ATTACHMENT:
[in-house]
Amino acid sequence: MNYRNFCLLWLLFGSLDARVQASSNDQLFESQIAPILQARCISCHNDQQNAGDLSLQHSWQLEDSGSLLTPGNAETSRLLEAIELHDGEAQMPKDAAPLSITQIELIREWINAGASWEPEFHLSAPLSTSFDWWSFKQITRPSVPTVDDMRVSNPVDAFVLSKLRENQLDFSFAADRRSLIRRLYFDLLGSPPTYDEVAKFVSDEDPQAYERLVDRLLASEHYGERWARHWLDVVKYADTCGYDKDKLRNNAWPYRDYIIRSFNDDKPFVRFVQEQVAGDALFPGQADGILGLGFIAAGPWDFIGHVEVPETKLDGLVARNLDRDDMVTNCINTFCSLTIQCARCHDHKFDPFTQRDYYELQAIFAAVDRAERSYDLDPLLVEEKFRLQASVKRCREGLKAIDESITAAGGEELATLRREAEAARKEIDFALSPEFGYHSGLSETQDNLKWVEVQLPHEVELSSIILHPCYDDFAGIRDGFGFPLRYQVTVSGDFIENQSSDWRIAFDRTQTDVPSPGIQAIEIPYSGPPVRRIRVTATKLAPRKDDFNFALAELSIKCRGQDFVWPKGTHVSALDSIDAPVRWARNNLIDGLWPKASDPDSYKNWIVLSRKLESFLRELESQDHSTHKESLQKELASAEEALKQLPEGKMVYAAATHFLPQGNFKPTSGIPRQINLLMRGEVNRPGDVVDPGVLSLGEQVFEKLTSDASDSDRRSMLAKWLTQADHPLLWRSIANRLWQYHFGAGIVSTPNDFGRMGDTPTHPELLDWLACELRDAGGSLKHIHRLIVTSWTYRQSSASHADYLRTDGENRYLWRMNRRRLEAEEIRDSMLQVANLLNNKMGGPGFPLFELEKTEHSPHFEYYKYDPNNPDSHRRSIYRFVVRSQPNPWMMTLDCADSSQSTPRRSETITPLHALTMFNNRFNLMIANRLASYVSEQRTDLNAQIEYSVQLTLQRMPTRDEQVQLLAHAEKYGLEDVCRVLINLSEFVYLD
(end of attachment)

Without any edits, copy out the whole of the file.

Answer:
[in-house]
Amino acid sequence: MNYRNFCLLWLLFGSLDARVQASSNDQLFESQIAPILQARCISCHNDQQNAGDLSLQHSWQLEDSGSLLTPGNAETSRLLEAIELHDGEAQMPKDAAPLSITQIELIREWINAGASWEPEFHLSAPLSTSFDWWSFKQITRPSVPTVDDMRVSNPVDAFVLSKLRENQLDFSFAADRRSLIRRLYFDLLGSPPTYDEVAKFVSDEDPQAYERLVDRLLASEHYGERWARHWLDVVKYADTCGYDKDKLRNNAWPYRDYIIRSFNDDKPFVRFVQEQVAGDALFPGQADGILGLGFIAAGPWDFIGHVEVPETKLDGLVARNLDRDDMVTNCINTFCSLTIQCARCHDHKFDPFTQRDYYELQAIFAAVDRAERSYDLDPLLVEEKFRLQASVKRCREGLKAIDESITAAGGEELATLRREAEAARKEIDFALSPEFGYHSGLSETQDNLKWVEVQLPHEVELSSIILHPCYDDFAGIRDGFGFPLRYQVTVSGDFIENQSSDWRIAFDRTQTDVPSPGIQAIEIPYSGPPVRRIRVTATKLAPRKDDFNFALAELSIKCRGQDFVWPKGTHVSALDSIDAPVRWARNNLIDGLWPKASDPDSYKNWIVLSRKLESFLRELESQDHSTHKESLQKELASAEEALKQLPEGKMVYAAATHFLPQGNFKPTSGIPRQINLLMRGEVNRPGDVVDPGVLSLGEQVFEKLTSDASDSDRRSMLAKWLTQADHPLLWRSIANRLWQYHFGAGIVSTPNDFGRMGDTPTHPELLDWLACELRDAGGSLKHIHRLIVTSWTYRQSSASHADYLRTDGENRYLWRMNRRRLEAEEIRDSMLQVANLLNNKMGGPGFPLFELEKTEHSPHFEYYKYDPNNPDSHRRSIYRFVVRSQPNPWMMTLDCADSSQSTPRRSETITPLHALTMFNNRFNLMIANRLASYVSEQRTDLNAQIEYSVQLTLQRMPTRDEQVQLLAHAEKYGLEDVCRVLINLSEFVYLD